If you are looking for thick, shiny, vibrant, healthy hair and a healthy scalp, then making sure you get the nutrients you need every day is going to provide the foundation and maintenance for this.
Hair and the scalp need vitamins, minerals, fats and antioxidants working together in synergy for optimum health. Juicing for hair health and juicing for scalp health can help provide this nutritional foundation.
Here we will look at some important nutrients and their food sources so that we can make sure that our hair and scalp health become a part of our juicing routine.
It's also important to note that most of the nutrition required for healthy, shiny hair and a well-lubricated scalp overlap strongly with the nutrition required for healthy skin and nails too. So drinking juice for healthy hair and scalp will be of benefit to the skin and nails and a lot more. Enjoy!
Click here to jump straight to the juice recipes.
This vitamin is super important to overall hair health. All cells in the body need vitamin A for growth, whether it be skin, nails or hair. Since hair is the tissue in the human body that grows the fastest, it's vital that we meet (at minimum) the daily recommended allowance of vitamin A to keep our hair growing.
Equally as important, vitamin A is essential for skin glands to create sebum, the oily substance that moisturizes the scalp and maintains healthy hair.
Foods to juice for Vitamin A. Generally all orange-colored fruits and vegetables are a great source of vitamin A. Well technically they are a source of beta-carotene, an antioxidant that provides the orange hue and is converted in the body to vitamin A.
Sweet potatoes, carrots, butternut squash, cantaloupe melon, red or orange bell peppers, watermelon and apricots are excellent choices for your juices for hair health.
Note that dark leafy greens such as kale, spinach, bok choy and Swiss chard are great sources of beta-carotene also.
So how come these leafy greens are not orange-hued if they are high in beta-carotene? A good question. It's simply because the extremely high chlorophyll content in these leafy greens outweighs the amount of beta-carotene. Chlorophyll provides the green hue in plants.
This is also the reason that tree leaves in autumn start turning an orange color. Once the leaves begin to die, they no longer make chlorophyll via photosynthesis and the beta-carotene orange hues start to come through instead. Interesting stuff.
Famous for boosting the immune system and helping protect us from colds, vitamin C is also crucial for the health of skin, nails and hair.
First and foremost, this vitamin is an essential component of collagen, the structural glue that holds skin, nails and hair cells together.
Vitamin C deficiency is not common these days, but it does lead to scurvy, a disease in which the skin starts to break down and basically fall apart. The same applies to hair and nails. Dry and splitting hair is a symptom of vitamin C deficiency.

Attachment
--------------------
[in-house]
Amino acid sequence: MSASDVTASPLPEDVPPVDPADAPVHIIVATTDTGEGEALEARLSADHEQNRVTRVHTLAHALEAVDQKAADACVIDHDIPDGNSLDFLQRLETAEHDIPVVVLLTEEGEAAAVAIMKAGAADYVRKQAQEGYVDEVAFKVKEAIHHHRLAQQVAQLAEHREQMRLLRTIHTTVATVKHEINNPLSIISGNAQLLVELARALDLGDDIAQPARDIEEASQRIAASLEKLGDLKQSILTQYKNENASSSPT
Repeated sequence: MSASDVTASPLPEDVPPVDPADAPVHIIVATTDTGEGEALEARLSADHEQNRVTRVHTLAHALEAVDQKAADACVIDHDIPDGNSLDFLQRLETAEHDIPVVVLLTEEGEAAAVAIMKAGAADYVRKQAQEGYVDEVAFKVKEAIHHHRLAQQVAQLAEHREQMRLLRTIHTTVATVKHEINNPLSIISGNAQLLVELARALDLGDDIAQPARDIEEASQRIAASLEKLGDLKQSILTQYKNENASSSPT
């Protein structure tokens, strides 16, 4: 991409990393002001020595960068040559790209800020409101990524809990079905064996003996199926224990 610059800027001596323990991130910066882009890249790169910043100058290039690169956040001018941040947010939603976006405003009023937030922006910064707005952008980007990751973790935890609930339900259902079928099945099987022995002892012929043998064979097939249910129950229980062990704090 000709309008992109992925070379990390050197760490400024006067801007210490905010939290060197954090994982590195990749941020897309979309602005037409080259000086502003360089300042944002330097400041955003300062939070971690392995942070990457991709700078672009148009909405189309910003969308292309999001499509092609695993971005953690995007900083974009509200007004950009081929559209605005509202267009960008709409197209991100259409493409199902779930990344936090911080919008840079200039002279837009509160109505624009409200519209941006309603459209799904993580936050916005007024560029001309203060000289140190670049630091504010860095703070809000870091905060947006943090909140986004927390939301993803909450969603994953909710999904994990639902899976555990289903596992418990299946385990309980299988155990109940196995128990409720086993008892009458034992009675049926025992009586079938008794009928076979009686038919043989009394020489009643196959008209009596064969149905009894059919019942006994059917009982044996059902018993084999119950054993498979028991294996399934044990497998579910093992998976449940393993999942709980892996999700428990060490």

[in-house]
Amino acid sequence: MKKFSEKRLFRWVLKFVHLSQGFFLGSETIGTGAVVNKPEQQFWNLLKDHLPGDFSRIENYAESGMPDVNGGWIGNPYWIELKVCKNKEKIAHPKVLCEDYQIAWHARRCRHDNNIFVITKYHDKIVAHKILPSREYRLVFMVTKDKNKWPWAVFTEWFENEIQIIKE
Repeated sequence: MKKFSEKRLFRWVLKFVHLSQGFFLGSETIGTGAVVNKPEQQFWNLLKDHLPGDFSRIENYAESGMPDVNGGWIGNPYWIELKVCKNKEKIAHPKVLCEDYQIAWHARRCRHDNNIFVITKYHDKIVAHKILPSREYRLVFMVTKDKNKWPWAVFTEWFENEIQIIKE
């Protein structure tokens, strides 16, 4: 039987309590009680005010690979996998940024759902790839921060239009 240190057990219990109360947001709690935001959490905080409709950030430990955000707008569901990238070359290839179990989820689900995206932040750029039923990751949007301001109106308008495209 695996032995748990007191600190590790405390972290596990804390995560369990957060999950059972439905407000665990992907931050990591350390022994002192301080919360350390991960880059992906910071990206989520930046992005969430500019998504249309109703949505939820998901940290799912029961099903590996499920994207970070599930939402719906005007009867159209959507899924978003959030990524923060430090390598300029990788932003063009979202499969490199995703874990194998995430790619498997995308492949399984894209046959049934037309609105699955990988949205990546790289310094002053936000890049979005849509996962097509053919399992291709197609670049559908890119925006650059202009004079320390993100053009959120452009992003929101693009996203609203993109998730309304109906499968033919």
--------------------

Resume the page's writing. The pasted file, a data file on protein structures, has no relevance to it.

Hair follicles, just like the skin, are subject to aging. Premature hair loss, premature loss of thickness and premature graying are shown to be caused by oxidative stress. Vitamin C is a powerful antioxidant that combats oxidative stress and can therefore be an integral part of keeping our hair younger for longer.
Another important role of Vitamin C in hair health is iron absorption. Vitamin C helps the body absorb iron, a nutrient essential for hair growth.
Foods to Juice for Vitamin C. All fruits and vegetables contain vitamin C to varying degrees. However, those highest in this nutrient are citrus fruit, kiwi fruit, cantaloupe melon, mango, pineapple, berries, watermelon, broccoli, cauliflower, Brussels sprouts, dark leafy greens (kale, spinach, bok choy, turnip greens), sweet potatoes, tomatoes and winter squash.
Vitamin E has long been known for its powerful antioxidant properties that protect cells from free radical damage. This has made vitamin E a staple ingredient in many skin creams and dermatological topical treatments since the 1950s.
However, it has become popular more recently as a treatment for damaged, frizzy and unmanageable hair. Let's look more closely into vitamin E's hair and scalp health benefits.
There is some evidence that vitamin E may help with scalp health through its ability to improve blood flow throughout the body. A study in 1999 found that high doses of vitamin E improved blood flow into the eyes of participants with type 1 diabetes.
Another study discovered that improved blood supply increased hair follicle quality and size and promoted hair growth in mice. There are no direct studies on human subjects at this point.
Evidence does point however to improved blood circulation helping deliver more nutrients to cells around the body, including the scalp and hair. It makes sense.
Vitamin E may also help prevent hair loss. A small-scale study in 2010 discovered that vitamin E supplementation improves hair growth in those with hair loss. It is believed that the antioxidant qualities of this vitamin reduce oxidative damage to the cells of the scalp and oxidative stress is linked to hair loss.
Foods to Juice for Vitamin E. Red bell pepper, mango, turnip greens, spinach, Swiss chard, butternut squash, beet greens and kiwifruit.